Spotlight on CVs: The Interest Section

Posted on: 17 April 2023 by Aditi Gupta in Hints, tips and advice

Our graduate intern Aditi takes a look at writing a CV as part of a job application, with a particular focus on the interest section.

I have always found writing the “interests” section tricky. While the other sections tend to be quite straightforward, this doesn’t seem to be the case this part of the CV. Now having worked as a Career Coach for a while, I have gained a deeper understanding on how to write an impactful “interests” section and would like to share the following advice.


What to add as part of the Interests section?

As part of this section, you can add any hobbies you that you enjoy participating in regularly. This most commonly tends to be extra-curricular activities related to sports, music or arts and is a great way for recruiters to gain an insight into your leisure time activity. Some other activities that you can add as part of this section include hiking, travelling, gardening, crocheting, cooking, biking, among others.


Why add the Interests section in your CV?

While it is a completely optional section, the “Interests” section is an opportunity for you to provide the recruiter a peak into your personality. The recruiter might also be a co-worker who’d be working alongside you so showcasing what kind of personality you possess can potentially help you stand out in the application process. For example, a unique and interesting hobby like calligraphy or woodcarving can make you a memorable candidate in the candidate pool.

Additionally, the “Interests” section is also an opportunity for you to showcase your strengths and abilities to your recruiter, especially in a case where there is fewer work experience added to the CV. For examples, involvement in team sports enable you to build your teamworking abilities and leadership skills can be gained if you served in a position of responsibility at a student club/society of your interest.


How to write the Interests section?

When writing the “Interests” section, it is advisable to present it in a contextualised manner rather than giving a long list of bullet points that gives little indication of your level of involvement. For example, instead of mentioning just “reading” as an interest, you can elaborate on what genres of books are you most interested in and who some of your favourite authors are.

It is also worth extracting the transferable skills that you may have picked from involvement in these hobbies. For example, you may have served as the captain of one of the sports clubs at the university which may have helped you on developing your leadership skills. Or you may have served as a social secretary for the book society where you were involved in organising successful events for a club of 50 people which demonstrates your organisational and managerial skills.

You may also have participated and won contests/competitions which qualifies as a great achievement to add as part of the description of your interests. For example, as part of your involvement with the Salsa Society, you might have participated and won inter-university competitions that is an important achievement to add.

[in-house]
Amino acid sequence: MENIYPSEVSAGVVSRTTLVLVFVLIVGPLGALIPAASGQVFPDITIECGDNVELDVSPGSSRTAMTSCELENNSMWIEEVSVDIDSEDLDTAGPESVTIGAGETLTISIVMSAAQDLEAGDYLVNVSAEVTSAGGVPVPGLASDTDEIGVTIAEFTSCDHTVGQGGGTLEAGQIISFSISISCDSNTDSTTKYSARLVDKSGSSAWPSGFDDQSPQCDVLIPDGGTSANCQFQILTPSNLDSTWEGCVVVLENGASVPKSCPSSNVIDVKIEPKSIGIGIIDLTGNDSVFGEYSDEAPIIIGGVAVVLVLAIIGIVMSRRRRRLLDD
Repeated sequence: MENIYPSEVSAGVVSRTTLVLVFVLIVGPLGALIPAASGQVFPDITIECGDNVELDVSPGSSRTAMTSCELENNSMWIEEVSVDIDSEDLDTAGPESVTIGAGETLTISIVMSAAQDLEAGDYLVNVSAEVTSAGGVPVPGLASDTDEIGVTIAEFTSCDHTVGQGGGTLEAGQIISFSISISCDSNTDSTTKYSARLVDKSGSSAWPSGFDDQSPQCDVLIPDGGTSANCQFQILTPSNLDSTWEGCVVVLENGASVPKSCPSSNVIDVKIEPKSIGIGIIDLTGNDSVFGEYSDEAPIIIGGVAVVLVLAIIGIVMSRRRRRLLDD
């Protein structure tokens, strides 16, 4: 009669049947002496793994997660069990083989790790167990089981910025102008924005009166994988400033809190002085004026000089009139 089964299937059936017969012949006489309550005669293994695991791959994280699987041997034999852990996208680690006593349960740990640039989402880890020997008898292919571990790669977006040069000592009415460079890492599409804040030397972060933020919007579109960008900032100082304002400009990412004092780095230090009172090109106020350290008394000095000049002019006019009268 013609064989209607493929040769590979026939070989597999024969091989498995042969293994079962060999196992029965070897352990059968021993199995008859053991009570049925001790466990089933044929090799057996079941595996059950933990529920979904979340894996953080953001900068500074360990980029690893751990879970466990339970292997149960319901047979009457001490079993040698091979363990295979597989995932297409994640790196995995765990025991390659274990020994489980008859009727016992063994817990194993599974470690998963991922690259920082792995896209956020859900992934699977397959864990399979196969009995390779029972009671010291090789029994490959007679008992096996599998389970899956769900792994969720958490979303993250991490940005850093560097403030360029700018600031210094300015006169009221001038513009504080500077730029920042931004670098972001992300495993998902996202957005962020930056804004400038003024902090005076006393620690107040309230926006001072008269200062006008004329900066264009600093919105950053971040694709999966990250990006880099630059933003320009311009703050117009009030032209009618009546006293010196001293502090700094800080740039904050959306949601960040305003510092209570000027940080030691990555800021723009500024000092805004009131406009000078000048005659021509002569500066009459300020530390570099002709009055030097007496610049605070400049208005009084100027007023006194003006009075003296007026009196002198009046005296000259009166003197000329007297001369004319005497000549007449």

What not to add as part of the “Interests” section on your CV?

It is not advisable to lie and make up a “hobby” to add as part of this section! You might find yourself in a situation where the interviewer might be intrigued about your hobby and ask you questions related to it, and it would soon become clear that this wasn’t a real interest which would reflect extremely negatively on you.

Sometimes you may feel like your hobby is plain and simply an everyday activity but the way you describe it as part of this section can make a whole lot of difference. For example, one of my hobbies is cooking which is arguably quite an everyday activity. However, to make it interesting and worthy enough to make me stand out in the recruitment process, I dive deep into my cooking hobby:

“One of my interests is cooking. In my leisure time, I like to try new recipes especially from cuisines that I am not too familiar which includes Caribbean and Moroccan dishes. As a result of this, I have gained an appreciation of different cultures which has enhanced my cultural sensitivity. I also experiment with presentation of my food that demonstrated my attention to detail and creativity skills.”

A key thing to remember about the contents of the “Interest” section is to be descriptive and succinct, in addition to identifying and highlighting the skills you demonstrated through the experiences and NOT just what you did.  

Get your CV checked

If you would like some help creating or updating your CV then drop into the Career Studio anytime between 10am and 5pm on weekdays, and one of our helpful Career Coaches will be able to support you.

University of Liverpool students also have access to CV360, an AI-powered CV checker that allows you to create a brand-new CV in matter of minutes, or upload your current CV to get instant feedback and suggestions to make it shine.